Sep 14, 2023 11:30 AM
Haredi advocacy organization Agudath Israel raised more than $10 million in two days this week, with the funds allocated to its broad range of operations.
Carrying the title, “We’re in it Together,” a major theme of the campaign was, “Defending the rights of our yeshivos.” Advertisements ahead of the fundraiser carried images of headlines from New York Times articles reporting on the lack of secular education in many New York City Haredi schools, investigations that a video ad for the fundraiser described as situations in which the Haredi community is “defamed and mischaracterized.”
The campaign’s webpage shows an array of other Agudah projects, all preceded by the phrase, “In it together.” Some of the drive highlighted Agudah’s social services efforts, such as “guiding seniors through their golden years” and “directing families of children with special needs.”
In the days leading up to the fundraiser, the organization placed advertisements in Jewish publications with imagery of a single white sheep amidst a pack of black wolves, a reference to an early rabbinic saying about Jewish survival amidst non-Jews. “It’s not easy being one out of many,” said one of these ads. Another read, “Singled out,” as a magnifying glass passing over a sheep revealed the word, “Scrutinized.”
The fundraising campain’s success can be seen not only in the total amount raised, but also in the group of “matchers” for the fundraiser.
Some of the matchers are real estate professionals, such as Joseph Brachfeld, who led the establishment of the Town Square mall in Monsey, and Rueven Wolf of Read Property Group. Others include lawyer Abraham Gutniki, and the founder of The Heitner Charitable Foundation and asset management firm Reddick Wellington, Bernard Heitner.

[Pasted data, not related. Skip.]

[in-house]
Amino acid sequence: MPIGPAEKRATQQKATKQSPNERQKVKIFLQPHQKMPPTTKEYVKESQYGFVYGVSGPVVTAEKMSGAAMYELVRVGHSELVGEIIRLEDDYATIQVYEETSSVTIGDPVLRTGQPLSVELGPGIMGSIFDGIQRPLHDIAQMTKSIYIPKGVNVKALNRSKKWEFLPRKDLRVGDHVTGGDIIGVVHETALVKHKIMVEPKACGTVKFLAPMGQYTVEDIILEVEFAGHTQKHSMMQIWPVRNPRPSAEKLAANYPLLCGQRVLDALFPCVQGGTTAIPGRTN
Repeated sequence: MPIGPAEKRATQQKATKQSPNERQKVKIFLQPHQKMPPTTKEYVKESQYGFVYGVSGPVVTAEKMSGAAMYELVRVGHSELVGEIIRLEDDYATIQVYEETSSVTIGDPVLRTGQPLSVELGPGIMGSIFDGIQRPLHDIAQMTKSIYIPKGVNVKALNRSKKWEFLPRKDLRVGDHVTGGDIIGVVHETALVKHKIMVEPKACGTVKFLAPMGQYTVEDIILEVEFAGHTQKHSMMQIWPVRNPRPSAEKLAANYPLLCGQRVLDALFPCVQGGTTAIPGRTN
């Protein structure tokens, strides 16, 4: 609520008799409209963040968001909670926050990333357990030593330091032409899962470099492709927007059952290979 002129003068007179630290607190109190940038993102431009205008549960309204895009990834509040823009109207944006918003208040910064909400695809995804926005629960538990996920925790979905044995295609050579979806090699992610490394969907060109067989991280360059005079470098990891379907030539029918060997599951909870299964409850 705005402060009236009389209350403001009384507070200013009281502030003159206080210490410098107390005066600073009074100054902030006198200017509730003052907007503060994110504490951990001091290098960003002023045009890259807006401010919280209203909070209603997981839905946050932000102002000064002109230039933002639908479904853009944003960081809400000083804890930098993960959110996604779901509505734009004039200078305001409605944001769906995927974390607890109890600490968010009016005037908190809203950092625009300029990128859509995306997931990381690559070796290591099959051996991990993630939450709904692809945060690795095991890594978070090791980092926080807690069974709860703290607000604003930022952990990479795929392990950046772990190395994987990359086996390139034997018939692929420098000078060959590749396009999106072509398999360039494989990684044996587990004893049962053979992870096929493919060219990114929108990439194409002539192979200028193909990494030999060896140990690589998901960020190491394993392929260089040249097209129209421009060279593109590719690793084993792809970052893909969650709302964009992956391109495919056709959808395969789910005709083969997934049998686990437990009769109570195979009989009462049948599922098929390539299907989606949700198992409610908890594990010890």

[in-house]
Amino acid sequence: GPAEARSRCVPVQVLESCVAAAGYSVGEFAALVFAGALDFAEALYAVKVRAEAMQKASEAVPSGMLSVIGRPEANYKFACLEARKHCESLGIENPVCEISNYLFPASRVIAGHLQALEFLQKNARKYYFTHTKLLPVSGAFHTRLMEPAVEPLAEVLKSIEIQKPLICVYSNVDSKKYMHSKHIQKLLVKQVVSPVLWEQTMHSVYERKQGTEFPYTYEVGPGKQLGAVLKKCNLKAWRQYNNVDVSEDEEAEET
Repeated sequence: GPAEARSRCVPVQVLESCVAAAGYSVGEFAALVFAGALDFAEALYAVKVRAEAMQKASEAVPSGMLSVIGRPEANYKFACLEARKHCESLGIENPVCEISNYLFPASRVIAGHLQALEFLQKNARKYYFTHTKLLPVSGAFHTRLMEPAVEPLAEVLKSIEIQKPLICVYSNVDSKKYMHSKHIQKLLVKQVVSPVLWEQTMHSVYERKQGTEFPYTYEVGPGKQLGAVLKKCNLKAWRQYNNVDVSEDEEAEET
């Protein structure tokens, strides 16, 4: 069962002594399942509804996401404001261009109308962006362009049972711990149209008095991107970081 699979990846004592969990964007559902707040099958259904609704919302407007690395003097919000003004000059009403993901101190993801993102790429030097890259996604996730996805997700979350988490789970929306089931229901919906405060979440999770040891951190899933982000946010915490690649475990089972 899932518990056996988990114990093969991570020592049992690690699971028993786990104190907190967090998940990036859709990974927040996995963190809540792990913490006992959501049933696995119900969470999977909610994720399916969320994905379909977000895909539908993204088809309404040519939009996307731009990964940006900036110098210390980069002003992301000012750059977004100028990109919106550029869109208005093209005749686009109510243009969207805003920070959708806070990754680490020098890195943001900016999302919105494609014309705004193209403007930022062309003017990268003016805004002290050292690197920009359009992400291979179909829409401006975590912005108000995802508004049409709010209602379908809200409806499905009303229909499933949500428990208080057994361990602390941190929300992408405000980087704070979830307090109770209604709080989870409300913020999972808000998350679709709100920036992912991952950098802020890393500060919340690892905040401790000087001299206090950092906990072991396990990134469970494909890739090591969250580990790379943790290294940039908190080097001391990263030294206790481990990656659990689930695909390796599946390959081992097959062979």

While the lengthy list of donors and matchers revealed a broad base of support for the organization, the fundraiser is not without criticism.
“As an attorney who represents children who have been damaged educationally by the yeshivas over their unwillingness to follow the law on secular instruction, I can understand why they’re trying to raise so much money,” lawyer David Shapiro of Shapiro Litigation Group tells Shtetl. “Given the number of children whose lives have been ruined by these yeshivas, they’re going to need it [to defend themselves against] more lawsuits brought by parents on behalf of their children.”
Relatedly, in one video ad for the fundraiser, Shloime Werdyger, chairman of Agudath Israel’s Board of Trustees, stated, “Agudath is on a hiring spree – we had to hire more attorneys, we’re hiring more people, we’re opening up more offices across the country."
MIchael A. Rebell, Professor of Law and Educational Practice at Teachers College, Columbia University, was also critical of the fundraiser. “They certainly are not representing the students who, like all students in New York state, have a right under the state constitution to a ‘sound basic education,’” he told Shtetl. “Such an education should include as much religious education as the parents and the schools desire, but it also must include basic English language functioning and knowledge of, among other things, American history and civics.”